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Anna Bay is a 2 km wide southeast-facing bay bordered by the rocky shores of Fingal Head to the north and Moana Point in the south. In between is a curving 2 km long section of sand containing two exposed beaches (NSW 231 & 232), most of which are located in Tomaree National Park. The northern Samurai beach (NSW 231) curves gently to the southwest for 1.1 km to Samurai Point, a small boundary headland. It is backed by active dunes rising to 30 m and extending 800 m inland (Fig. 4.136). The beach is accessible to 4WD and a popular spot for beach driving. It is also an official nude beach. The southern One Mile Beach (NSW 232), also known to surfers as Anna Bay, is 1.3 km long and curves round to face the east against the southern rocks. It also has dunes reaching 400 m inland at its northern end. At the southern end the dunes narrow and are backed by a caravan park, a shaded parking and picnic area and a kiosk. Wave height is low in the south averaging 0.5 m, but increases up the beach to 1.5 m along the central and northern half of One Mile and along Samurai. A single bar dominates One Mile with a strong permanent rip against the southern rocks, and 3-4 beach rips increasing in size up the beach. The more exposed Samurai has two bars, the inner usually cut by four rips, while the outer has 2-3 large rips, including a permanent rip against the northern headland.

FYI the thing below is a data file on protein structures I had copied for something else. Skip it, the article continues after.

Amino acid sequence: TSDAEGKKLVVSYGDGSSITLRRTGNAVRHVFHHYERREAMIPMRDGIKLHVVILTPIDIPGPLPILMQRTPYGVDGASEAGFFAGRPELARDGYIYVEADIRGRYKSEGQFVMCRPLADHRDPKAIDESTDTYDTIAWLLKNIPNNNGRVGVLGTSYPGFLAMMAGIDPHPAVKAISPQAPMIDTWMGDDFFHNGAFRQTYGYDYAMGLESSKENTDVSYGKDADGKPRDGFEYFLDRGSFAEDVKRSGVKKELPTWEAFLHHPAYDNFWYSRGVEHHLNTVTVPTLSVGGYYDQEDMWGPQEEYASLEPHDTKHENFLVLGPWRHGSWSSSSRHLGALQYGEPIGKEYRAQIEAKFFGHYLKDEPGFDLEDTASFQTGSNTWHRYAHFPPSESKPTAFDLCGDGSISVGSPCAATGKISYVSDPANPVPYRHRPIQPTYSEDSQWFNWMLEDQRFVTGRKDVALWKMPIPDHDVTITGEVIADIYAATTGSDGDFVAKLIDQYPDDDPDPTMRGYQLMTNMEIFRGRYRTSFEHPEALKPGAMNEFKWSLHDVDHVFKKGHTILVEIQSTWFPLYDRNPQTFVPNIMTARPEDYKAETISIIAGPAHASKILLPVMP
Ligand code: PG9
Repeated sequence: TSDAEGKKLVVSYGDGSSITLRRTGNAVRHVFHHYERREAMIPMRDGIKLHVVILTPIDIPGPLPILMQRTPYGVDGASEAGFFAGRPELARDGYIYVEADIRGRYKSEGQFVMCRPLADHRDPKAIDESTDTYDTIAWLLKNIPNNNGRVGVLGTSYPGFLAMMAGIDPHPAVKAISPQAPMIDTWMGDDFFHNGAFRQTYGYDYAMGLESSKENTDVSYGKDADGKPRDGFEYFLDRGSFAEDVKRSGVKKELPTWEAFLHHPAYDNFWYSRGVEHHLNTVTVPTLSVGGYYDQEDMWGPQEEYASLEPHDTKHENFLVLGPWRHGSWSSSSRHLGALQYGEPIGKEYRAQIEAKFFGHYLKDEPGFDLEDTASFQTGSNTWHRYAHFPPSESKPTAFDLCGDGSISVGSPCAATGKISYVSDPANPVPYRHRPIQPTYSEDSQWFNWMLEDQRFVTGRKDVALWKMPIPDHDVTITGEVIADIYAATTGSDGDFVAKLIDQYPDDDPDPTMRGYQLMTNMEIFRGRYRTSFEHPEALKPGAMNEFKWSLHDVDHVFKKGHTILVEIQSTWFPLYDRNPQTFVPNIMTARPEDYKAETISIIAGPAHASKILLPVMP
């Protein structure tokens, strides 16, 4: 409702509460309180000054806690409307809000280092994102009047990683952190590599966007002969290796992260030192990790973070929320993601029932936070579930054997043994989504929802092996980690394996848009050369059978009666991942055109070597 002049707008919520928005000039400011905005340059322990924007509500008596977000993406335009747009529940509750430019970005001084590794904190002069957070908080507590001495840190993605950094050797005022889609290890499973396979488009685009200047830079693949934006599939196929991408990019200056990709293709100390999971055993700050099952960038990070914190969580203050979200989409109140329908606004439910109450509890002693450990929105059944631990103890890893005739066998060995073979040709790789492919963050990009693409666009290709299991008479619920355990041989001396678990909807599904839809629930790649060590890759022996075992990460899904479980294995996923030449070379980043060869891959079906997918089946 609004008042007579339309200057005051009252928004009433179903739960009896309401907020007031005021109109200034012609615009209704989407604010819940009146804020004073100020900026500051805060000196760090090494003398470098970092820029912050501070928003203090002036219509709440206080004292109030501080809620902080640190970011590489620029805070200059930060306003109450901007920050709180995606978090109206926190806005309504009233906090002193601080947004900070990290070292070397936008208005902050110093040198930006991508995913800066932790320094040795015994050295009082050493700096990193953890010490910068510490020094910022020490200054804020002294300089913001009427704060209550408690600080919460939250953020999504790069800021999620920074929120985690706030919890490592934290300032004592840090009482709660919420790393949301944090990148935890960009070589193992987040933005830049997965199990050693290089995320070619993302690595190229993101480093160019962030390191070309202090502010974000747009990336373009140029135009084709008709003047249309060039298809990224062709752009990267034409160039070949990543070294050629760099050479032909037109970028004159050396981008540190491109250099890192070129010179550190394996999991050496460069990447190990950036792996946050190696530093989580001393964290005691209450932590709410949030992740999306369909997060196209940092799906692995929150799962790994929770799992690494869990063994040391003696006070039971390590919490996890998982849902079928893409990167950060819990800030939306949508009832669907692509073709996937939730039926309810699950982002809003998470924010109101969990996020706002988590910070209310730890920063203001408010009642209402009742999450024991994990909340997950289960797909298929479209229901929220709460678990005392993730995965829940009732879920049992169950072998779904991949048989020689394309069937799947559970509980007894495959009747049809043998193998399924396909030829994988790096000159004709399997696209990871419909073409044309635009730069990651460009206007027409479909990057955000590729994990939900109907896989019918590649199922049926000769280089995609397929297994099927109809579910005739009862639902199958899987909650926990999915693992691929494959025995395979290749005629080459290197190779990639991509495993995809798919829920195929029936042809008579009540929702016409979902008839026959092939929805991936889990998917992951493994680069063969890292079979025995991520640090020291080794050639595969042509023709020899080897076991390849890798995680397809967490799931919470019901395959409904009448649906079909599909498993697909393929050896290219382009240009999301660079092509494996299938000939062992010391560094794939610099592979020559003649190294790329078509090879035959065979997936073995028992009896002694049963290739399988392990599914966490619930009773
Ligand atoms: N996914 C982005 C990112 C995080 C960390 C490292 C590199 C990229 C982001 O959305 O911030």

Beach Length: 1.1km
General Hazard Rating: 6/10

Patrolled Beach Flag Patrols

There are currently no services provided by Surf Life Saving Australia for this beach. Please take the time to browse the Surf Safety section of this website to learn more about staying safe when swimming at Australian beaches. Click here to visit general surf education information.


Formal parking area
Formal parking area



Topographic rips


SLSA provides this information as a guide only. Surf conditions are variable and therefore this information should not be relied upon as a substitute for observation of local conditions and an understanding of your abilities in the surf. SLSA reminds you to always swim between the red and yellow flags and never swim at unpatrolled beaches. SLSA takes all care and responsibility for any translation but it cannot guarantee that all translations will be accurate.